Anyone who visits Millbrook, NY, will likely notice a series of panels mounted on posts that bring them to a comfortable reading level. Once noticed, they do seem to mushroom. In fact, there are 29 in all, three of which are most accessible by car; otherwise the panels, recounting the lives, occupations, and dwellings of Milbrookers through the ages, are by their very nature “for pedestrians only.” They militate in the nicest possible way against the tendency of people to rush from one errand to the next, barely noticing much more than the oncoming traffic or the quality of the fall foliage. (Millbrook’s main street is lined with thornless honey locusts, a tree that tolerates drought and road salt, and turns bright yellow in fall.)
Museum in the Streets
Based on the copyrighted model of a program named Museum in the Streets – a learning experience, via self-guided walking tours – panels proffer well-researched narratives accompanied by archival photographs culled painstakingly from historical societies, libraries, and private collections. In the case of Millbrook, they tell a detailed story of the village’s Quaker beginnings and the arrival and impact of Irish and Italian immigrants in the late 19th and early 20th centuries. All MITS installations feature a second language, and Millbrook’s is Italian.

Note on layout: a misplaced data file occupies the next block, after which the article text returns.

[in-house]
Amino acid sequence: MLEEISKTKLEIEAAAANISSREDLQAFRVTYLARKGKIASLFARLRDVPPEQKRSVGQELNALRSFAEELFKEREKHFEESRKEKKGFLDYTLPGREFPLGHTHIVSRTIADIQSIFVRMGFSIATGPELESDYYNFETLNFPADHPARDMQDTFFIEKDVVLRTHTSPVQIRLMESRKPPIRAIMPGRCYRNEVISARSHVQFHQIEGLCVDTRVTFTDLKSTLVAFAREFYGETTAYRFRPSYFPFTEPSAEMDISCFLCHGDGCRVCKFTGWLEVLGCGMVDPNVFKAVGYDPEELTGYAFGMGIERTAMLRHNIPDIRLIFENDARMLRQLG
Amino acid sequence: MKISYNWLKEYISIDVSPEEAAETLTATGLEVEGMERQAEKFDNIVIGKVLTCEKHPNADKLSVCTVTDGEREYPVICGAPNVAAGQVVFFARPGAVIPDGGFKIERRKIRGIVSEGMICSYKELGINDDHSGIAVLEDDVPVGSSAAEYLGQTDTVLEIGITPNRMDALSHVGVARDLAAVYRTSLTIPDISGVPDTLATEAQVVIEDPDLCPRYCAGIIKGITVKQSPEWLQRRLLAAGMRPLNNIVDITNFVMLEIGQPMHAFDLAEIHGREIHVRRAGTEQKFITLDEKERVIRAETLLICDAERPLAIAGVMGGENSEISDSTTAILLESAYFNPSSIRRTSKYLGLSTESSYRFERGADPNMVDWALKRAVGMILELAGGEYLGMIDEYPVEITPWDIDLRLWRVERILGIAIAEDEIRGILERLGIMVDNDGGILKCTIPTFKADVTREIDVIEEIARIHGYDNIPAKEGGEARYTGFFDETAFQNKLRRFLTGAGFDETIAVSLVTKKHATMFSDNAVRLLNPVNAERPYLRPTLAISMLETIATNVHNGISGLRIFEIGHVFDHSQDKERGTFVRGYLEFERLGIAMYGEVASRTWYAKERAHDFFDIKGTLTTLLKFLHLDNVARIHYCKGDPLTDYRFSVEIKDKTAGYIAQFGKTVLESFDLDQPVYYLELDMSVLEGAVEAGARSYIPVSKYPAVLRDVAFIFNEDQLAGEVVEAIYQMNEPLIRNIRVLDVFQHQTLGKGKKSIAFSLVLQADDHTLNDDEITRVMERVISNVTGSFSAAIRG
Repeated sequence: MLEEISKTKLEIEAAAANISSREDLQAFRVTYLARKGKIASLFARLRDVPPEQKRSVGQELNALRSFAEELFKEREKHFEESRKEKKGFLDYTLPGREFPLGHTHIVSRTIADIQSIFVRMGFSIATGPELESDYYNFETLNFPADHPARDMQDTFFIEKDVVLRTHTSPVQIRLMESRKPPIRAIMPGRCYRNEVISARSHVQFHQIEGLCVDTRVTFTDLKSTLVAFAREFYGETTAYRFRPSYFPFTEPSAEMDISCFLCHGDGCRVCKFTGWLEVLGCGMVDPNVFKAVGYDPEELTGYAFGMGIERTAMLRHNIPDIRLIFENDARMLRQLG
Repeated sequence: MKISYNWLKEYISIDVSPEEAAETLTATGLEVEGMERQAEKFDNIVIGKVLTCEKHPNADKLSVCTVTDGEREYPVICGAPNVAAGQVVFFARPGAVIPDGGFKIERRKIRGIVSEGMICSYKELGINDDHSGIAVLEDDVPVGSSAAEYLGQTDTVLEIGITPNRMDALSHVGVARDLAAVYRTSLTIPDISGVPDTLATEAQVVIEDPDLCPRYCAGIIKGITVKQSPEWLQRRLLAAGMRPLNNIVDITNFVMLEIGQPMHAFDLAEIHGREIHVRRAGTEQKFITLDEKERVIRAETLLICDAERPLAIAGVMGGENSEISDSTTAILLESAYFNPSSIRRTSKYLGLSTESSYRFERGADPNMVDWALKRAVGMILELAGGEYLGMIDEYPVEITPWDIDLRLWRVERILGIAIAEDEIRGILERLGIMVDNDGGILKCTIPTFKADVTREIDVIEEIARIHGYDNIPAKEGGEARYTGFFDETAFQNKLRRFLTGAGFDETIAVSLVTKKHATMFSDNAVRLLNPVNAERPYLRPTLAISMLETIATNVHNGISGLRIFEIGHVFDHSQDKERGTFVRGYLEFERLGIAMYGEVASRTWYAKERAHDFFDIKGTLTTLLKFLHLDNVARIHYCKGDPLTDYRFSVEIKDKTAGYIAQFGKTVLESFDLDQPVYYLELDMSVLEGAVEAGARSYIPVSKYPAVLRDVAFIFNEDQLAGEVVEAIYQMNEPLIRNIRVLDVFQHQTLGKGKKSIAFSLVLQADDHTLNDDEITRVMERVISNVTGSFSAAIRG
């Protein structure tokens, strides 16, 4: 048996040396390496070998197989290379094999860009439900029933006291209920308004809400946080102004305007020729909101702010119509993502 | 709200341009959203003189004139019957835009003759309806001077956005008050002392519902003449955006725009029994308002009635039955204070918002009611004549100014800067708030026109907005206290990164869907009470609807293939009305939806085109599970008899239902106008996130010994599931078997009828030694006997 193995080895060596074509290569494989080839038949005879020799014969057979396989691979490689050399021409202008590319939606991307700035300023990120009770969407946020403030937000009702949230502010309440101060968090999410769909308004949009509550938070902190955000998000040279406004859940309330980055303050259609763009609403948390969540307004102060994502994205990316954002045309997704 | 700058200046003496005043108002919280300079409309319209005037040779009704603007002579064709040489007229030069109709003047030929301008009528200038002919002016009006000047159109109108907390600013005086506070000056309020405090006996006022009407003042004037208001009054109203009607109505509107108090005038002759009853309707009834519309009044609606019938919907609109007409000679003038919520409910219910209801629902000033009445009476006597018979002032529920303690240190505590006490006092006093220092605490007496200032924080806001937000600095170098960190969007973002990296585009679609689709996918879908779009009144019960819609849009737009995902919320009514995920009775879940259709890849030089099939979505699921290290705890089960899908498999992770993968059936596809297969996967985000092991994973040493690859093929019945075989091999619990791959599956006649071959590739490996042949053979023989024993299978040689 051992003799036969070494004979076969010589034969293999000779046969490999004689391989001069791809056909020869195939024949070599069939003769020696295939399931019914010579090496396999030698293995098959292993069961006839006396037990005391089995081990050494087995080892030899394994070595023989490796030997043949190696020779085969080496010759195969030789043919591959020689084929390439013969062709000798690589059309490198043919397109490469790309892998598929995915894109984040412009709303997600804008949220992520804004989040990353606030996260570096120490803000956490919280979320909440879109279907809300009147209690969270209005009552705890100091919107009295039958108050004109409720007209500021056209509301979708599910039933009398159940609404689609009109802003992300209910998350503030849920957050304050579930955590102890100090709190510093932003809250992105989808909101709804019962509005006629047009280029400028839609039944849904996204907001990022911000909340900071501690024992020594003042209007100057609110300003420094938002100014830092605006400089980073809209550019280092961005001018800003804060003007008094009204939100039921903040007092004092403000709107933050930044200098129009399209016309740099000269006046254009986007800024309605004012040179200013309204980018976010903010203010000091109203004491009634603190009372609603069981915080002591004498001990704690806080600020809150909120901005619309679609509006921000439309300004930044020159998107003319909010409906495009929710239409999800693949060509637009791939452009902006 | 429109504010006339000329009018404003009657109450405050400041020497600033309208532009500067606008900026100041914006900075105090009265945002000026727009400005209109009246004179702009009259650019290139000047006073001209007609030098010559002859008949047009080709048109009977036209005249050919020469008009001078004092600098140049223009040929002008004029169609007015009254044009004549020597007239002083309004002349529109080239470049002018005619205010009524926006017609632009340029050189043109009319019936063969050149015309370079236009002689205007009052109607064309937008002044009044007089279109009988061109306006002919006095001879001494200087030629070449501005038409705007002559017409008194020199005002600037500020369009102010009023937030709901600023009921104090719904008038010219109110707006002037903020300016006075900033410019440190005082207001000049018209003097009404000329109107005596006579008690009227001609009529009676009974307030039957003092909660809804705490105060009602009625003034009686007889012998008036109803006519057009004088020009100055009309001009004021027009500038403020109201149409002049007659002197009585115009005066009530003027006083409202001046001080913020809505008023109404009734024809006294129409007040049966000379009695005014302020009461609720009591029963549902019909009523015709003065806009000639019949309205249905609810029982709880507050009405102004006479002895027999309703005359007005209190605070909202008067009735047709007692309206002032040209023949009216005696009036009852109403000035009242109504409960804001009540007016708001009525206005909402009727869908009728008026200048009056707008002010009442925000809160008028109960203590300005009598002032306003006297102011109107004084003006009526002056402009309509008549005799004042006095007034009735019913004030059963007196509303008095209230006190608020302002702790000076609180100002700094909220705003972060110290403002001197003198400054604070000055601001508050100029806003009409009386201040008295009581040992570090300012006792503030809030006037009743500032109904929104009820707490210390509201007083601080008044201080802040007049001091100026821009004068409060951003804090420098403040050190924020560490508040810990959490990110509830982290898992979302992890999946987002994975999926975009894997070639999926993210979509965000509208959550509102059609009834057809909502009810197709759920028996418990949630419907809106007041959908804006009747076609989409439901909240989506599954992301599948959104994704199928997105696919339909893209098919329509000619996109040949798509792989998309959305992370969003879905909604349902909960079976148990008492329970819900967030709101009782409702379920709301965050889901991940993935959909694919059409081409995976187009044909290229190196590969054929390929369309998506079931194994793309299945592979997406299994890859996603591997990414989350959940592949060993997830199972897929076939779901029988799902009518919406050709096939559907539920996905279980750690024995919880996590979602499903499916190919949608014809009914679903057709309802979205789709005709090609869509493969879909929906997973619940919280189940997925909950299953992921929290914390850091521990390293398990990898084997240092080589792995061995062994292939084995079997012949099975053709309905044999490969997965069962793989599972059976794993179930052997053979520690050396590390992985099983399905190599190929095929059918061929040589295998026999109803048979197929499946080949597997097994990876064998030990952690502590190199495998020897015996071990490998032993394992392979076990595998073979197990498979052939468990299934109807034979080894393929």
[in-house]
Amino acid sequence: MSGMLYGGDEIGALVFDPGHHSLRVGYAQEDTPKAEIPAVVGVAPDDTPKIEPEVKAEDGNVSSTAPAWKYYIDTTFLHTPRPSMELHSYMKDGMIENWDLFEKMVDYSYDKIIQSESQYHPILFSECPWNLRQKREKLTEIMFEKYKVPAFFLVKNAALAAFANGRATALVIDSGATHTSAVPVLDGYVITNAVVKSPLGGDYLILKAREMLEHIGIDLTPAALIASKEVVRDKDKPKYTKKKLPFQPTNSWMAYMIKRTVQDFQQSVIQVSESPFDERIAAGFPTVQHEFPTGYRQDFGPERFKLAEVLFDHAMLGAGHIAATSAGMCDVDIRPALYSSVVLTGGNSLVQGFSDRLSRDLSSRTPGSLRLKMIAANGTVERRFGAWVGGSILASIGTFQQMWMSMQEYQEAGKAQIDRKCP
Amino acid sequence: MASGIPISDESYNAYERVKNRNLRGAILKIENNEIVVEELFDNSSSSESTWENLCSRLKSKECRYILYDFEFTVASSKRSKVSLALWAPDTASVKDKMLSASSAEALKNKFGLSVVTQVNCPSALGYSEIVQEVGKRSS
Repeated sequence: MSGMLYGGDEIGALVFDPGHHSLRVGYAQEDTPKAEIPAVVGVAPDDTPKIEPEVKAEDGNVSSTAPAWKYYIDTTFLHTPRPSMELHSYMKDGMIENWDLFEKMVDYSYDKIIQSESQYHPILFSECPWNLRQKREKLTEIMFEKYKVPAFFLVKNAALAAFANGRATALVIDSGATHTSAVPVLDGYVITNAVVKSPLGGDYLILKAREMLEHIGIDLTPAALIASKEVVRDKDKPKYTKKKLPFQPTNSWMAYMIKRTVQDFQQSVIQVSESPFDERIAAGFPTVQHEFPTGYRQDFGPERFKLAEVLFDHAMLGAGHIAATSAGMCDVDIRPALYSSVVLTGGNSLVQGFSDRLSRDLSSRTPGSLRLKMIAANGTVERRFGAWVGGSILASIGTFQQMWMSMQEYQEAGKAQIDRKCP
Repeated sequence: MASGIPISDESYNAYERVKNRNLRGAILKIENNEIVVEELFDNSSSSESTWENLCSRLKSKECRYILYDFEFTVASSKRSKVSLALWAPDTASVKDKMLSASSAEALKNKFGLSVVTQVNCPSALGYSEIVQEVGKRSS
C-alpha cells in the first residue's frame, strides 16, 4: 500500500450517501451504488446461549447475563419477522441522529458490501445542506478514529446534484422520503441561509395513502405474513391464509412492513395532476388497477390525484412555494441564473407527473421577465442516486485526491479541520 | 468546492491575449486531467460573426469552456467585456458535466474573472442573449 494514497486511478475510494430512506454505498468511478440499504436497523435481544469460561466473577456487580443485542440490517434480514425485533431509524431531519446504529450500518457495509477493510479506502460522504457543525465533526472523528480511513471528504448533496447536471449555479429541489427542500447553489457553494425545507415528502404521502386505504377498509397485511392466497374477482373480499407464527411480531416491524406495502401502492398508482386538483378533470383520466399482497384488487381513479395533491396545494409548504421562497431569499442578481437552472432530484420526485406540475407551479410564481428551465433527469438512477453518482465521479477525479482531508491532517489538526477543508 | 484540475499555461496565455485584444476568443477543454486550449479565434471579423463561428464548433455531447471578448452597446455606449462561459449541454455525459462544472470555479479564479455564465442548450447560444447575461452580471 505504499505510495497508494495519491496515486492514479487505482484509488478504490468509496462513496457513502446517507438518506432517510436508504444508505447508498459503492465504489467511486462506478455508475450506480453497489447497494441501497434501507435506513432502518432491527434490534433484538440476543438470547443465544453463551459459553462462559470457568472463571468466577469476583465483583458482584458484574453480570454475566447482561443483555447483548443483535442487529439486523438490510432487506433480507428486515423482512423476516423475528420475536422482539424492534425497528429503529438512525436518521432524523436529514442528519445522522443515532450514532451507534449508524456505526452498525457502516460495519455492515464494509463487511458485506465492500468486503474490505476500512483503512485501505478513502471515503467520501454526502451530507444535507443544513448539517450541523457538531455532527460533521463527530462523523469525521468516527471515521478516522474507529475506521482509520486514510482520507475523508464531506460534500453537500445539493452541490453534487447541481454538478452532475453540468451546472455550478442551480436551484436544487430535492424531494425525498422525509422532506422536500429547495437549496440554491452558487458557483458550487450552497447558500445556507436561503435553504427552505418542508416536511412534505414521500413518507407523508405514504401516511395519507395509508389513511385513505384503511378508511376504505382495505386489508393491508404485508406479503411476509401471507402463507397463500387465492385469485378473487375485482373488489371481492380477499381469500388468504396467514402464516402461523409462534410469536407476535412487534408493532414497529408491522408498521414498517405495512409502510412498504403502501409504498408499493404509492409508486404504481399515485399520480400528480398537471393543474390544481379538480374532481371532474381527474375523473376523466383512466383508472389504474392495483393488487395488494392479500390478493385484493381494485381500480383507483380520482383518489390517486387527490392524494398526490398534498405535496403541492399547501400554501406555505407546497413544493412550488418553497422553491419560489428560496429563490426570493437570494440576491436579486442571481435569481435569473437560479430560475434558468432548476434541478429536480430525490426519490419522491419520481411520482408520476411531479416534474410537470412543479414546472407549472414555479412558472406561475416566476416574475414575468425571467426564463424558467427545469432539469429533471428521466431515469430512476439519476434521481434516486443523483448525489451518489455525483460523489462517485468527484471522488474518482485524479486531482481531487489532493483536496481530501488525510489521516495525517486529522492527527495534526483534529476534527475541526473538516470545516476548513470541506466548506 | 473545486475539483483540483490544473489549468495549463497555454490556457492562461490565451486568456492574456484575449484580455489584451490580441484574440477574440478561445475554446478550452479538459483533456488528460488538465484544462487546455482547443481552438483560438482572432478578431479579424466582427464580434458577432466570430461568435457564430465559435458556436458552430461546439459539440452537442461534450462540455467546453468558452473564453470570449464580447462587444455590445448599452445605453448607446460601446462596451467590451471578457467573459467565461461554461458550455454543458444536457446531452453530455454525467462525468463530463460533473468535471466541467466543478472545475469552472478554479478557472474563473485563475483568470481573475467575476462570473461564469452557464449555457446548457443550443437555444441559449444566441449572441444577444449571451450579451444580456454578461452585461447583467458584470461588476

In a world where many people work and play in a version of solitary confinement, museum-going and other public activities have sometimes suffered, especially in small communities. In which case, reasoned Patrick Cardon, originator of the global MITS program, why not bring museums, in particular small ones, to the people? “The idea germinated because of a lack of information and a feeling of being lost in a fantastic environment,” says Cardon, an art historian and Egyptologist at the Brooklyn Museum before becoming secretary-general of the International Council of Museums in Paris, an organization that “protects and promotes the museum profession.” While in France, Cardon became active in a local historical society and formed a business to bring history into focus, as one might say, at street level. When he moved to Maine, having brought MITS to fifteen municipalities in France, his business model came with him.
The program has grown slowly, as is often the case for community-wide initiatives with limited budgets. Thomaston, ME, was the first American town to participate, in 2003, and to date Maine has ten member sites, the most of any state.
The next year Hastings-on-Hudson was the first town to sign on in New York, not least because of a vibrant historical society and the involvement of the recently deceased historian and writer David McCullough. Wherever the villages, towns, and even a few cities are located, illustrated accounts of collapsed bridges, May Day celebrations, disastrous fires, parades for every occasion, the realities of war and their remembrance, the struggles of immigrants, the advent of railroad service, then its demise…all are laid out for the curious stroller or a high-school historian in the making. The panels are positioned before the very site where something of note once stood and has vanished or, against many odds, survived.
How to do it